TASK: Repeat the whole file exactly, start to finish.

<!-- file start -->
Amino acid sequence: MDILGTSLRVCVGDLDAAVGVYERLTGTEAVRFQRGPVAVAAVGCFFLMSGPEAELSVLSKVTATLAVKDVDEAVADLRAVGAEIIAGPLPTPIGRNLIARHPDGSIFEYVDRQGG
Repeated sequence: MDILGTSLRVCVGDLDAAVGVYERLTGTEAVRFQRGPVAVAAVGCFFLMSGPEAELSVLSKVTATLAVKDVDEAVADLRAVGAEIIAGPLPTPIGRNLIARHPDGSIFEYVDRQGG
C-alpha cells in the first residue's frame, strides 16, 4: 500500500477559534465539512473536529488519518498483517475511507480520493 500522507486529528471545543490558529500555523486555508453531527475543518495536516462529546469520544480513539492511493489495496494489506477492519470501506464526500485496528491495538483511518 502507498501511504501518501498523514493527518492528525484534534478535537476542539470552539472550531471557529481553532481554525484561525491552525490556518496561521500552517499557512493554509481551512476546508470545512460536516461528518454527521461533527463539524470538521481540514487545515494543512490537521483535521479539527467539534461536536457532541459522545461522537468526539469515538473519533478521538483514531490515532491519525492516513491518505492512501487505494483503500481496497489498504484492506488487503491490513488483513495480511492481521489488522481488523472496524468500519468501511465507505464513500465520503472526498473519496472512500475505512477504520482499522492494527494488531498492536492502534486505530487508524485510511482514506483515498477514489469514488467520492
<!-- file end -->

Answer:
Amino acid sequence: MDILGTSLRVCVGDLDAAVGVYERLTGTEAVRFQRGPVAVAAVGCFFLMSGPEAELSVLSKVTATLAVKDVDEAVADLRAVGAEIIAGPLPTPIGRNLIARHPDGSIFEYVDRQGG
Repeated sequence: MDILGTSLRVCVGDLDAAVGVYERLTGTEAVRFQRGPVAVAAVGCFFLMSGPEAELSVLSKVTATLAVKDVDEAVADLRAVGAEIIAGPLPTPIGRNLIARHPDGSIFEYVDRQGG
C-alpha cells in the first residue's frame, strides 16, 4: 500500500477559534465539512473536529488519518498483517475511507480520493 500522507486529528471545543490558529500555523486555508453531527475543518495536516462529546469520544480513539492511493489495496494489506477492519470501506464526500485496528491495538483511518 502507498501511504501518501498523514493527518492528525484534534478535537476542539470552539472550531471557529481553532481554525484561525491552525490556518496561521500552517499557512493554509481551512476546508470545512460536516461528518454527521461533527463539524470538521481540514487545515494543512490537521483535521479539527467539534461536536457532541459522545461522537468526539469515538473519533478521538483514531490515532491519525492516513491518505492512501487505494483503500481496497489498504484492506488487503491490513488483513495480511492481521489488522481488523472496524468500519468501511465507505464513500465520503472526498473519496472512500475505512477504520482499522492494527494488531498492536492502534486505530487508524485510511482514506483515498477514489469514488467520492